Comparative Politics Today Notes Chapter 1.doc

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Department
Political Science
Course
POLI 11
Professor
Kaare Strom
Semester
Fall

Description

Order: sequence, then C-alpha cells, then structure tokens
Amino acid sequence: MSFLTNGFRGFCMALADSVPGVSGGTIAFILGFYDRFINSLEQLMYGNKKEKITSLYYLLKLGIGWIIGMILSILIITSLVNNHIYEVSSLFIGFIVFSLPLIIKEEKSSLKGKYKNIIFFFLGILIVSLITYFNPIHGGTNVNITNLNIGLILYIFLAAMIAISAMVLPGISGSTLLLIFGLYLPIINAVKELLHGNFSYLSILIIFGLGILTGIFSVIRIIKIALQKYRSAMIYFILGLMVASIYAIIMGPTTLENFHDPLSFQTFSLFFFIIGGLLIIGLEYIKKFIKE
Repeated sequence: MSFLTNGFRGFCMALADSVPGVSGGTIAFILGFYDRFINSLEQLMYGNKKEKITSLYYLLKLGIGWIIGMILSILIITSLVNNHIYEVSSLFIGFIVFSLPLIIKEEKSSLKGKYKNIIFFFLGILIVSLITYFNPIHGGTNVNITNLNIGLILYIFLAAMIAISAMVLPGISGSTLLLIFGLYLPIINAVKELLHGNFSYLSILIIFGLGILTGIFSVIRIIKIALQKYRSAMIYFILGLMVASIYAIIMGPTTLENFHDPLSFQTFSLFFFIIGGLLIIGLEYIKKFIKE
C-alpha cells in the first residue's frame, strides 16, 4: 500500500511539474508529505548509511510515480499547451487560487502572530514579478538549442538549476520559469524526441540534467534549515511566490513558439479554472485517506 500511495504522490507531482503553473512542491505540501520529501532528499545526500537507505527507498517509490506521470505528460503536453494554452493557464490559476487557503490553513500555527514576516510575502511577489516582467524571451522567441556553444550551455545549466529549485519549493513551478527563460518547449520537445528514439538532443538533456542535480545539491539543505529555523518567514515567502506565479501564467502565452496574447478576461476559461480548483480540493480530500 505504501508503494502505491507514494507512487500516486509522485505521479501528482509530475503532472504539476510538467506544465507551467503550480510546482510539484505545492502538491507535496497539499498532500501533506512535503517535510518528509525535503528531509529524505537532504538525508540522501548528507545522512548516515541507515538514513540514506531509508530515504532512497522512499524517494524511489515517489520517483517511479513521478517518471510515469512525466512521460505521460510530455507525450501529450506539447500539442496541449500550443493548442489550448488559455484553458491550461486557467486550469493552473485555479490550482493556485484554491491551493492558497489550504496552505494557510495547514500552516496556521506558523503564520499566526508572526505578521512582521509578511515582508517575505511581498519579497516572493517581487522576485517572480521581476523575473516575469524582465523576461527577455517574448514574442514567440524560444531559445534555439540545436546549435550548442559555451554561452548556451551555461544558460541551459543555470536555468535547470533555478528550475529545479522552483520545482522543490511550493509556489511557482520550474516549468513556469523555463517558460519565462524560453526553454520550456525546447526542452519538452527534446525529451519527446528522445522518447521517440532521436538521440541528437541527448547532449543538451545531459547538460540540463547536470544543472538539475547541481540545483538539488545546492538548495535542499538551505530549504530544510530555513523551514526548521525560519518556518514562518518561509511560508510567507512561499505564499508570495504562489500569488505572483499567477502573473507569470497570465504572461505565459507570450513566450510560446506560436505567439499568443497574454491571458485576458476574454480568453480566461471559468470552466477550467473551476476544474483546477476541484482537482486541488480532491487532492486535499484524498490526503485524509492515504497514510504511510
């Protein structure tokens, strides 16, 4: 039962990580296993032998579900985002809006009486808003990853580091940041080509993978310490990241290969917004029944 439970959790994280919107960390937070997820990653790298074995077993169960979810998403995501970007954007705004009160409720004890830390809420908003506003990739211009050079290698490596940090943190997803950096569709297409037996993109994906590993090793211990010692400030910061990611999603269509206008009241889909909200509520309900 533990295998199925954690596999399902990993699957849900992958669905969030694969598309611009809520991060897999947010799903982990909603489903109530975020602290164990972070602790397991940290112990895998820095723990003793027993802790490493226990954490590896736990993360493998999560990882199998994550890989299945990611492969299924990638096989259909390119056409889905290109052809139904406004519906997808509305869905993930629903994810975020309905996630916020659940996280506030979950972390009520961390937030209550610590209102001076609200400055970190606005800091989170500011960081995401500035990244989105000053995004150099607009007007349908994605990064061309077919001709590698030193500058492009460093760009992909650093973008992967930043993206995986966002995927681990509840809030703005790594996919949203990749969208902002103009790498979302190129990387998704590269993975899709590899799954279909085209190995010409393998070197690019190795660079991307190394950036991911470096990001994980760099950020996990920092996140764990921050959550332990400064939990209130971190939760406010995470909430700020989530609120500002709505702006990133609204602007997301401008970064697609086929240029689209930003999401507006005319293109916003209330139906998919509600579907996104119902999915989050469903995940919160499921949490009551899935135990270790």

Comparative Politics Today Notes Chapter 1: - Politics: it’s about community, institutions, government, etc. - What is Politics? • Decisions, choices that are  Public: Not strictly personal in content, affects others, typically made collectively.  Authoritative: Intended to be binding, with claim to legitimacy (general acceptance of right to govern), can often be backed up by force. - The Two Faces of Politics: • Power (Domination) • Choice (Policy) • In the Real World, politics is always about power as well as choice. • You can’t do politics alone. Politics is like a car: it has multiple parts. • Context: Political decisions always made within a Political System  Interdependent parts:  Citizens, groups, institutions  Boundaries:  Citizens, Territory, Property. Governments: organizations of individuals who have the power to make binding decisions on behalf of a particular community. State of Nature: the condition of humankind if no government existed. Political Culture: this is the public’s expectations toward the political process and their role in the process. - Providing security and order is a critical role of modern governments. John Locke considered property rights to be particularly critical to the development of prosperous communities. For people to want to invest in homes and a future, and for the market to thrive, our rights and property lines must be protected and the government must promote a rigorous economic competition. We must always protect our economic, social and political rights. Public Goods: goods provided by the government to the public, i.e., clean air, national defense, disease prevention, etc. Everyone must always have access to it, and one person’s major use of it does not lessen another person’s ability to use it as well. Externalities: a side effect or consequence of an industrial or commercial activity that affects other parties without this being reflected in the cost of the goods or services involved, such as the pollination of surrounding crops by bees kept for honey. - Many tax and welfare policies redistribute income, although the degree of redistribution is hotly disputed. It is argued that it should be used to equalize all citizens, while others disagree. Many people rely on the government to intervene to protect the weak, whether it’s the poor or children that are being abused. However, government intervention, and the debate concerning its necessity in certain situations, is wildly disputed. Anarchism and Libertarianism: two political and philosophical traditions that are critical of the role of modern governments. But they differ in their main concerns. Libertarians see the greatest problem of the government as its encroachment on individual freedoms, whereas anarchists are concerned primarily with the threats that governments pose to social communities. - The stronger the government becomes, the greater the inequalities of power. Human Rights: a right justifiably belonging to every human being. - It’s the violations of these rights around the world that troubled the founding fathers, hence why they created the Constitution in order to avoid such violations in the US. - Governments can help economics flourish, but they can also distort and restrict a state’s economic potential. - Society may also suffer if politicians make decisions that aren’t for the greater good of the people, but for the good of themselves, such as passing a law because it can help them get reelected, not because it is for the good of the people. Rent-seeking: a politician or political group that may use the government to reap benefits out of government laws or programs unfairly at the public’s expense. This is easy to do in high government positions, and especially serious in poor societies. Vested Interests: a personal stake or involvement in an undertaking or state of government affairs, esp. one with an expectation of financial gain. Vested interests make it difficult to change government policies or make them more efficient. Political System: A system by definition has two properties: (1) a set of interdependent parts, and (2) boundaries toward its environment. A political system is a particular type of social system that is involved in the making of authoritative public decisions. - The political systems that we compare in this book are all independent states. State: a particular type of political system. Sovereignty: the independent legal authority over a population in a particular territory, based on the recognized right to self-determination. Sovereignty rests with those who have the ultimate right to make political decisions. External sovereignty is the right to make binding agreements with other states. Internal sovereignty is the right to make political decisions having to do with one’s own citizens. European Union: an economic and political association of European countries as a unit with internal free trade and common external tariffs. Nation-States: these are states that consist of individuals who share a common national identity. These are often a desirable way to organize a political system. Globalization: states becoming more open to and more dependent on one another. It also means migration across state boundaries, and citizens of most or all countries have to share in cultures that have developed elsewhere. United Nations: formed at the end of WWII in 1945, is a network group of nations around the world aiming to have peacekeepe
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